Inspite of a wonderful devotion towards Swamiji, I control myself not to constantly show it amid people. I think it would make people uncomfortable to see unbridled devotion (It used to be the case with me – when people raved about their Gurus, I have stood embarrassed and unable to understand the guru bhakthi not many years ago, so I do understand!)

However, once in a while, it gushes out. Words of praise and gratefulness gush out, often incoherently. A friend told me to control it since it might make Swamiji uncomfortable. I feel strongly that it will not – I will control for others’ sakes, but he will understand. He is not like us ordinary mortals for such praises to go to his head – we cannot superimpose our weaknesses on somebody like him.

After all, for such saints, “tulya-ninda-stuti ” (Bhagavad Gita 12.19) Criticisms and compliments are alike for them.

When I do say such things, he passes it on to his guru. Kanchi Paramacharya speaks of this too in his “Namaskara mahima”. Let him pass it on, but for us, we do need to verbalize this once in a while directly.

 

 

 

Incomparable beauty – Guru’s actions – #2

Continuing on my Guru’s immensely beautiful actions.

Weariness with samsara

It is hard to measure progress in spiritual sadhana. However, the increasing periods of calmness and the ability to be in solitude have been blessings for me.

What was troubling me was a notion in my mind that family and work relationships were intruding in my contemplation and sadhana. Following my planned sadhana and my chosen values felt difficult and I was tending to pass the blame onto others close to me.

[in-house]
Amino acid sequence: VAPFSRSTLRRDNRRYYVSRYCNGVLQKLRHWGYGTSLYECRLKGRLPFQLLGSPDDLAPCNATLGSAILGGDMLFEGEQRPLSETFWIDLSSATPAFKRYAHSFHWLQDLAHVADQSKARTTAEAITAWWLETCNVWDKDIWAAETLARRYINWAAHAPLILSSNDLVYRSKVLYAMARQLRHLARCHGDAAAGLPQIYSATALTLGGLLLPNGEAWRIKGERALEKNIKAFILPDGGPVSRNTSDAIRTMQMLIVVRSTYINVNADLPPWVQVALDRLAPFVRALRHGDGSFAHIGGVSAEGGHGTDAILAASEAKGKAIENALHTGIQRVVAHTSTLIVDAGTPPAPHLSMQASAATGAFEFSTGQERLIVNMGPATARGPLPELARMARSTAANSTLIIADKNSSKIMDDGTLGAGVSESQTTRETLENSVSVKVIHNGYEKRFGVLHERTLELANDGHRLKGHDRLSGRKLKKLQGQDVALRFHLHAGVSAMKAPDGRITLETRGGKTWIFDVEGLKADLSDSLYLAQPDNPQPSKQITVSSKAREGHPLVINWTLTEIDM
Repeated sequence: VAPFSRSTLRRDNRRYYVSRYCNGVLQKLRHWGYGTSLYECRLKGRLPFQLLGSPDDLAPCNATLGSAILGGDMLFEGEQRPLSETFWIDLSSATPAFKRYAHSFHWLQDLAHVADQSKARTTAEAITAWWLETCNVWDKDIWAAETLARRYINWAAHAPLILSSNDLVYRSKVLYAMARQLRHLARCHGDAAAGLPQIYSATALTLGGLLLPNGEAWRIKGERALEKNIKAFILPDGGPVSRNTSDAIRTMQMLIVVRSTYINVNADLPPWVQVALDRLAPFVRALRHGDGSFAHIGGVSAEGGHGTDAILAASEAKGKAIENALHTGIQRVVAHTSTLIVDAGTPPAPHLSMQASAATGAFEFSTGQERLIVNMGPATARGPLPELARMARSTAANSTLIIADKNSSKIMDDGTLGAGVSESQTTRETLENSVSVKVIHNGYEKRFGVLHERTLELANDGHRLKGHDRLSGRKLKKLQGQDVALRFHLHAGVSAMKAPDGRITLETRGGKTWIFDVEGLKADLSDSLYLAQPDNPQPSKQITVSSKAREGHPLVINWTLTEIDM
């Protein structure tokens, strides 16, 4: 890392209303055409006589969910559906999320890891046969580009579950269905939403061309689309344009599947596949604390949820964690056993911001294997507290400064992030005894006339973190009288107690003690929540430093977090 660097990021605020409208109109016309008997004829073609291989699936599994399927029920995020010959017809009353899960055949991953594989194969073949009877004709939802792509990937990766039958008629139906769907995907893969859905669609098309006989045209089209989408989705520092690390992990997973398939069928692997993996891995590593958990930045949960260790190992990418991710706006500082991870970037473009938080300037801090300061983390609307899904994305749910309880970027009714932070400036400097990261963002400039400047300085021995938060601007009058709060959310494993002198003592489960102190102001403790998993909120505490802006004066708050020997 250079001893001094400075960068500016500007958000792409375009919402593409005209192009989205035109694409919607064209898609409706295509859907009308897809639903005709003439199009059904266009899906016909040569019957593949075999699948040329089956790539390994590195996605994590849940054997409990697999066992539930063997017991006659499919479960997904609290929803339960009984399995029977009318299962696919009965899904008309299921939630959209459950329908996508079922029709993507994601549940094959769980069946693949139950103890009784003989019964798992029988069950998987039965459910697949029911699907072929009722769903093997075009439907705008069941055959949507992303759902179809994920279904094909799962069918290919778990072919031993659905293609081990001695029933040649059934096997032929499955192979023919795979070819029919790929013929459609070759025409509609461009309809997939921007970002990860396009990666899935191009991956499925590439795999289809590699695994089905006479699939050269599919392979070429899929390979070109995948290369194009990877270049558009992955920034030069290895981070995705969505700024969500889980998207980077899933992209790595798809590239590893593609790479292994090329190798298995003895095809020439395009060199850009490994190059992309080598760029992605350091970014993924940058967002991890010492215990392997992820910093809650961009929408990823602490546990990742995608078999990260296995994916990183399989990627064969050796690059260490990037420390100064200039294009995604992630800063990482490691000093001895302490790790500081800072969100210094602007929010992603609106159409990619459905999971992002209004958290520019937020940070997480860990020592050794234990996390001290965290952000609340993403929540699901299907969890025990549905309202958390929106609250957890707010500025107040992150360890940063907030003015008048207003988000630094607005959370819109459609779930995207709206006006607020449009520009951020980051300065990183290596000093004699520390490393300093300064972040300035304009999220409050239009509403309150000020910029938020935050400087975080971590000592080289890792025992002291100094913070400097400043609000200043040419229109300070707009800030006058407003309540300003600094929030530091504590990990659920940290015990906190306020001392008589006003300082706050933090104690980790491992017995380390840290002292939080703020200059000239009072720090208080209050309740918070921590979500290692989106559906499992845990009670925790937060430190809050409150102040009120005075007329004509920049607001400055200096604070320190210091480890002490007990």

While this unnecessary torment went on for some time, it reached breaking point one time and I broke down before Swamiji. The compassion I got from him is incomparable – this is a compassion that is devoid of any judgements, any disappointments and any expectations. (when I analyze the compassion I give even my own children, it is tinged with either a judgement on their behavior or an expectation from them or stems from a disappointment in them).

His message was simple – nobody can hinder your spiritual progress/sadhana. However, in samsara, one also has to be subtle and not so in-the-face when following one’s path. Sadhana cannot be devoid of love for family, friends, etc.

When I analyzed my blabberings to him later, I felt it was very childish of me. However, he never treated me as anything other than an exalted person. I hope to show the same kind of compasstion to others.

Incomparable beauty – Guru’s actions – #1

 

I am going to maintain a running list of all the things my Guru says and does – I find each of this not just inspiring but so beautiful – the beauty of something that is unadulterated, filled with love and unmistakably divine.

Guru demonstrating his own guru bhakthi